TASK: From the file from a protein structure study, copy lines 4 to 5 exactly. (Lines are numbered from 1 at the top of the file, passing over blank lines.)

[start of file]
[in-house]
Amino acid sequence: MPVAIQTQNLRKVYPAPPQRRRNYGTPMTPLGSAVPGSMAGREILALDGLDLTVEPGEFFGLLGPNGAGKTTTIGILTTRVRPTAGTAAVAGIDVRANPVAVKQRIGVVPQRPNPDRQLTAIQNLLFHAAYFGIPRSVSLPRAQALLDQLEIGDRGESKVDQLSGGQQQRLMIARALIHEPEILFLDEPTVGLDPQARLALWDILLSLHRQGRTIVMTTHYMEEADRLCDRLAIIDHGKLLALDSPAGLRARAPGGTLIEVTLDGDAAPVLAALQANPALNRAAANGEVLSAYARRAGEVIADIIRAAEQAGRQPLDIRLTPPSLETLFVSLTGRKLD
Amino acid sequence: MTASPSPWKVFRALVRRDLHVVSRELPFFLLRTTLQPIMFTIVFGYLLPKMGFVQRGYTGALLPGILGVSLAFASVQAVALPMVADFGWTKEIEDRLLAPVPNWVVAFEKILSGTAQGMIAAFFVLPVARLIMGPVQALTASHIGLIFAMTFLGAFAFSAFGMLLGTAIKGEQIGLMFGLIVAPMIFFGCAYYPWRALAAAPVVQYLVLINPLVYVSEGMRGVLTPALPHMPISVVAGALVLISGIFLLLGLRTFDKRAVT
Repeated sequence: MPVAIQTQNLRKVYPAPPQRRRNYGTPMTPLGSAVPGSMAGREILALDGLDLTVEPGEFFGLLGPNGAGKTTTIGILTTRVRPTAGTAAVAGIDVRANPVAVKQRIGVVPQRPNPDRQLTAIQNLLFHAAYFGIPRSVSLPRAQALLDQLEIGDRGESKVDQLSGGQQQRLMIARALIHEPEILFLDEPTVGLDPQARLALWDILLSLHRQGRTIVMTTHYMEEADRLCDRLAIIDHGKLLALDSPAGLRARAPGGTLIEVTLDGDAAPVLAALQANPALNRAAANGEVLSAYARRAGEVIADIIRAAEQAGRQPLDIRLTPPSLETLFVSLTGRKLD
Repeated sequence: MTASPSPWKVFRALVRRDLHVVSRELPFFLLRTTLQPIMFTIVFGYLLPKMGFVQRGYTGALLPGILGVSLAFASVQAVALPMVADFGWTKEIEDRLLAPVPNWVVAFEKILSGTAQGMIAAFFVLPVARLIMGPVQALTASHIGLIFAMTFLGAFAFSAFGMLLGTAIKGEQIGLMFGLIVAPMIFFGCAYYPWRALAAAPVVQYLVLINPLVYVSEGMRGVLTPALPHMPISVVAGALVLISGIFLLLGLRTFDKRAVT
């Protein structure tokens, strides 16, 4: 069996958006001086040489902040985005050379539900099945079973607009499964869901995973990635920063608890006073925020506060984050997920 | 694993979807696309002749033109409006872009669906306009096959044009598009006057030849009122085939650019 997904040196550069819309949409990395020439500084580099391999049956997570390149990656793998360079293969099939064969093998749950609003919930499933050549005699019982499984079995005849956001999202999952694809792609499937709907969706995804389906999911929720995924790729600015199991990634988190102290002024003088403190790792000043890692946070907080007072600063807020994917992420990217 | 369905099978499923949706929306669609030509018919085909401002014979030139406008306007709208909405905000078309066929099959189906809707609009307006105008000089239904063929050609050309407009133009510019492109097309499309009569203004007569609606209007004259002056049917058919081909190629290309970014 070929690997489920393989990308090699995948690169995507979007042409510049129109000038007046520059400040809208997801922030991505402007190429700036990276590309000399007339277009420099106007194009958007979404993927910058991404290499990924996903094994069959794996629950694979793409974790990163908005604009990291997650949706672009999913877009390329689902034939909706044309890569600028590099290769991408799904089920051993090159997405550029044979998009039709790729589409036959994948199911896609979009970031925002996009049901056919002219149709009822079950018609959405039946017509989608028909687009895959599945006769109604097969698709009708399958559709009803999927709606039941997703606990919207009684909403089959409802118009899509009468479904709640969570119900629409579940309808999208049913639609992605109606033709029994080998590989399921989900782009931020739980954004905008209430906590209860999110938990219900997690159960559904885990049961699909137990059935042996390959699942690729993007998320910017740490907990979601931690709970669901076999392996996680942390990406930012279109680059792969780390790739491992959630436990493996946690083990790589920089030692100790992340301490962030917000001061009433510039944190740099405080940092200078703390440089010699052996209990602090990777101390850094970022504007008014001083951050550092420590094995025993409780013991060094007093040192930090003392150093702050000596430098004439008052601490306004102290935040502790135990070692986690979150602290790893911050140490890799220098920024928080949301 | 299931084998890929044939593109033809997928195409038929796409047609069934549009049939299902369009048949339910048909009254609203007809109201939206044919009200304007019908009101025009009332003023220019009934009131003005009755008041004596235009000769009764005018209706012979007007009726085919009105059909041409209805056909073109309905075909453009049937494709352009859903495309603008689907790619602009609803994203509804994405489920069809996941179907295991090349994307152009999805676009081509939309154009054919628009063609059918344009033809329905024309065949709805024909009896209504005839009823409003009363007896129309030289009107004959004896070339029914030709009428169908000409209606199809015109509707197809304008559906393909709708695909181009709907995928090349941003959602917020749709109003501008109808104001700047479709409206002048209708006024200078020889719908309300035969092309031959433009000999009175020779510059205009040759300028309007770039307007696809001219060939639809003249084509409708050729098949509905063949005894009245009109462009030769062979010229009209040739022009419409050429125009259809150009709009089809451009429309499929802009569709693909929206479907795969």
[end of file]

Repeated sequence: MPVAIQTQNLRKVYPAPPQRRRNYGTPMTPLGSAVPGSMAGREILALDGLDLTVEPGEFFGLLGPNGAGKTTTIGILTTRVRPTAGTAAVAGIDVRANPVAVKQRIGVVPQRPNPDRQLTAIQNLLFHAAYFGIPRSVSLPRAQALLDQLEIGDRGESKVDQLSGGQQQRLMIARALIHEPEILFLDEPTVGLDPQARLALWDILLSLHRQGRTIVMTTHYMEEADRLCDRLAIIDHGKLLALDSPAGLRARAPGGTLIEVTLDGDAAPVLAALQANPALNRAAANGEVLSAYARRAGEVIADIIRAAEQAGRQPLDIRLTPPSLETLFVSLTGRKLD
Repeated sequence: MTASPSPWKVFRALVRRDLHVVSRELPFFLLRTTLQPIMFTIVFGYLLPKMGFVQRGYTGALLPGILGVSLAFASVQAVALPMVADFGWTKEIEDRLLAPVPNWVVAFEKILSGTAQGMIAAFFVLPVARLIMGPVQALTASHIGLIFAMTFLGAFAFSAFGMLLGTAIKGEQIGLMFGLIVAPMIFFGCAYYPWRALAAAPVVQYLVLINPLVYVSEGMRGVLTPALPHMPISVVAGALVLISGIFLLLGLRTFDKRAVT